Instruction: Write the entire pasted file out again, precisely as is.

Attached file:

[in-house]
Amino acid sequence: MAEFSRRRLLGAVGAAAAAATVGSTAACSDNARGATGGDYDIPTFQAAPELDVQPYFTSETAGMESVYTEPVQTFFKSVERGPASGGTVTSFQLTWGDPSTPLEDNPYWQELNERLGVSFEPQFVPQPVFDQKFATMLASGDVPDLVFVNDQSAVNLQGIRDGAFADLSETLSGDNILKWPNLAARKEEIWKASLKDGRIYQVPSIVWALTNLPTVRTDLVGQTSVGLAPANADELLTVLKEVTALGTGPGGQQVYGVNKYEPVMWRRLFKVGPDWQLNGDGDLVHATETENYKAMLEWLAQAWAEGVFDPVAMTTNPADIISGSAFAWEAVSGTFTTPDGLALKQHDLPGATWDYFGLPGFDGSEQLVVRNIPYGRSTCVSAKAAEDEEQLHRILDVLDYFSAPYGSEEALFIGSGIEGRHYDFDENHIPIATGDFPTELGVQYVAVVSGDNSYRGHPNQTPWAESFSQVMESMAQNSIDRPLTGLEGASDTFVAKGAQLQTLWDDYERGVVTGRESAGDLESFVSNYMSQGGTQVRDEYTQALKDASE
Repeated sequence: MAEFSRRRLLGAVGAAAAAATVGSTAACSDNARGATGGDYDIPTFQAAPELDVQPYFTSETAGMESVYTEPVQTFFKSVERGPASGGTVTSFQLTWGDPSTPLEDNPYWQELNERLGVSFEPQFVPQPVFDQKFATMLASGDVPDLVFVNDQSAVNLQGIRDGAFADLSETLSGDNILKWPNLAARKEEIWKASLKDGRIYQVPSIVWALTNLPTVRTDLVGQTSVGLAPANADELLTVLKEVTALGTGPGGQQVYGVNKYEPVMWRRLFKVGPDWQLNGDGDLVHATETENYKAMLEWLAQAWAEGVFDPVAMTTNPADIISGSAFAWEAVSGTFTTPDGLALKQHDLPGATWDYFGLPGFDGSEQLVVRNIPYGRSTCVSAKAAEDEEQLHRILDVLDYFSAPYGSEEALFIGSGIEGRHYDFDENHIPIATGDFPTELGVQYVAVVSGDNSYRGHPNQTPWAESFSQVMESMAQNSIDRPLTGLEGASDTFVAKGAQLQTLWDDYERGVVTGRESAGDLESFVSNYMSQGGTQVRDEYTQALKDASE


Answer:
[in-house]
Amino acid sequence: MAEFSRRRLLGAVGAAAAAATVGSTAACSDNARGATGGDYDIPTFQAAPELDVQPYFTSETAGMESVYTEPVQTFFKSVERGPASGGTVTSFQLTWGDPSTPLEDNPYWQELNERLGVSFEPQFVPQPVFDQKFATMLASGDVPDLVFVNDQSAVNLQGIRDGAFADLSETLSGDNILKWPNLAARKEEIWKASLKDGRIYQVPSIVWALTNLPTVRTDLVGQTSVGLAPANADELLTVLKEVTALGTGPGGQQVYGVNKYEPVMWRRLFKVGPDWQLNGDGDLVHATETENYKAMLEWLAQAWAEGVFDPVAMTTNPADIISGSAFAWEAVSGTFTTPDGLALKQHDLPGATWDYFGLPGFDGSEQLVVRNIPYGRSTCVSAKAAEDEEQLHRILDVLDYFSAPYGSEEALFIGSGIEGRHYDFDENHIPIATGDFPTELGVQYVAVVSGDNSYRGHPNQTPWAESFSQVMESMAQNSIDRPLTGLEGASDTFVAKGAQLQTLWDDYERGVVTGRESAGDLESFVSNYMSQGGTQVRDEYTQALKDASE
Repeated sequence: MAEFSRRRLLGAVGAAAAAATVGSTAACSDNARGATGGDYDIPTFQAAPELDVQPYFTSETAGMESVYTEPVQTFFKSVERGPASGGTVTSFQLTWGDPSTPLEDNPYWQELNERLGVSFEPQFVPQPVFDQKFATMLASGDVPDLVFVNDQSAVNLQGIRDGAFADLSETLSGDNILKWPNLAARKEEIWKASLKDGRIYQVPSIVWALTNLPTVRTDLVGQTSVGLAPANADELLTVLKEVTALGTGPGGQQVYGVNKYEPVMWRRLFKVGPDWQLNGDGDLVHATETENYKAMLEWLAQAWAEGVFDPVAMTTNPADIISGSAFAWEAVSGTFTTPDGLALKQHDLPGATWDYFGLPGFDGSEQLVVRNIPYGRSTCVSAKAAEDEEQLHRILDVLDYFSAPYGSEEALFIGSGIEGRHYDFDENHIPIATGDFPTELGVQYVAVVSGDNSYRGHPNQTPWAESFSQVMESMAQNSIDRPLTGLEGASDTFVAKGAQLQTLWDDYERGVVTGRESAGDLESFVSNYMSQGGTQVRDEYTQALKDASE